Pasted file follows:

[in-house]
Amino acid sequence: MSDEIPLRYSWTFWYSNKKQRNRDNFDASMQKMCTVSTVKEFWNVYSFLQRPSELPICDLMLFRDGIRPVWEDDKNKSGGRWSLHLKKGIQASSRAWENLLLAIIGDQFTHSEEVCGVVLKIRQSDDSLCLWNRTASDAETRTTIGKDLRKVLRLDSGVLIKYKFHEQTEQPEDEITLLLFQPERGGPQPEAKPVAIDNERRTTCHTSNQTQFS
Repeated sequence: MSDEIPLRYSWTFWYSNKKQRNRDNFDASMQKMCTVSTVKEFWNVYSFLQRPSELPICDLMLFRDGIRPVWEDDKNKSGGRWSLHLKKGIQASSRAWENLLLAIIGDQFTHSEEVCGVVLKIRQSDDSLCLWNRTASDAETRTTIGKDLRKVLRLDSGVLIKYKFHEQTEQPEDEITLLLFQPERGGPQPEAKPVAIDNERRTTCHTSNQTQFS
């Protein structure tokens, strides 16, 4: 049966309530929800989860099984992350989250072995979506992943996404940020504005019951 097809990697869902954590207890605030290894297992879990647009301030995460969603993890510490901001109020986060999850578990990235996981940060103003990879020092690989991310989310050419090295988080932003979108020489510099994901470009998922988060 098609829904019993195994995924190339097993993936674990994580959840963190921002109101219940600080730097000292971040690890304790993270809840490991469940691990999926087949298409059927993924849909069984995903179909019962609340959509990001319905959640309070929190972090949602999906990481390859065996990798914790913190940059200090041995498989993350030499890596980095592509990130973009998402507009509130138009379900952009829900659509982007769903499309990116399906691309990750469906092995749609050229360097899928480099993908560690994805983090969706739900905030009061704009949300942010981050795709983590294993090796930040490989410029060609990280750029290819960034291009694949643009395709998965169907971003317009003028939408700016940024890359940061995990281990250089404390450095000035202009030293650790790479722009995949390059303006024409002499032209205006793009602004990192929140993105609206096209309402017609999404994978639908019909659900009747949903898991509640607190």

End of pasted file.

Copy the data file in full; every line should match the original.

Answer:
[in-house]
Amino acid sequence: MSDEIPLRYSWTFWYSNKKQRNRDNFDASMQKMCTVSTVKEFWNVYSFLQRPSELPICDLMLFRDGIRPVWEDDKNKSGGRWSLHLKKGIQASSRAWENLLLAIIGDQFTHSEEVCGVVLKIRQSDDSLCLWNRTASDAETRTTIGKDLRKVLRLDSGVLIKYKFHEQTEQPEDEITLLLFQPERGGPQPEAKPVAIDNERRTTCHTSNQTQFS
Repeated sequence: MSDEIPLRYSWTFWYSNKKQRNRDNFDASMQKMCTVSTVKEFWNVYSFLQRPSELPICDLMLFRDGIRPVWEDDKNKSGGRWSLHLKKGIQASSRAWENLLLAIIGDQFTHSEEVCGVVLKIRQSDDSLCLWNRTASDAETRTTIGKDLRKVLRLDSGVLIKYKFHEQTEQPEDEITLLLFQPERGGPQPEAKPVAIDNERRTTCHTSNQTQFS
């Protein structure tokens, strides 16, 4: 049966309530929800989860099984992350989250072995979506992943996404940020504005019951 097809990697869902954590207890605030290894297992879990647009301030995460969603993890510490901001109020986060999850578990990235996981940060103003990879020092690989991310989310050419090295988080932003979108020489510099994901470009998922988060 098609829904019993195994995924190339097993993936674990994580959840963190921002109101219940600080730097000292971040690890304790993270809840490991469940691990999926087949298409059927993924849909069984995903179909019962609340959509990001319905959640309070929190972090949602999906990481390859065996990798914790913190940059200090041995498989993350030499890596980095592509990130973009998402507009509130138009379900952009829900659509982007769903499309990116399906691309990750469906092995749609050229360097899928480099993908560690994805983090969706739900905030009061704009949300942010981050795709983590294993090796930040490989410029060609990280750029290819960034291009694949643009395709998965169907971003317009003028939408700016940024890359940061995990281990250089404390450095000035202009030293650790790479722009995949390059303006024409002499032209205006793009602004990192929140993105609206096209309402017609999404994978639908019909659900009747949903898991509640607190």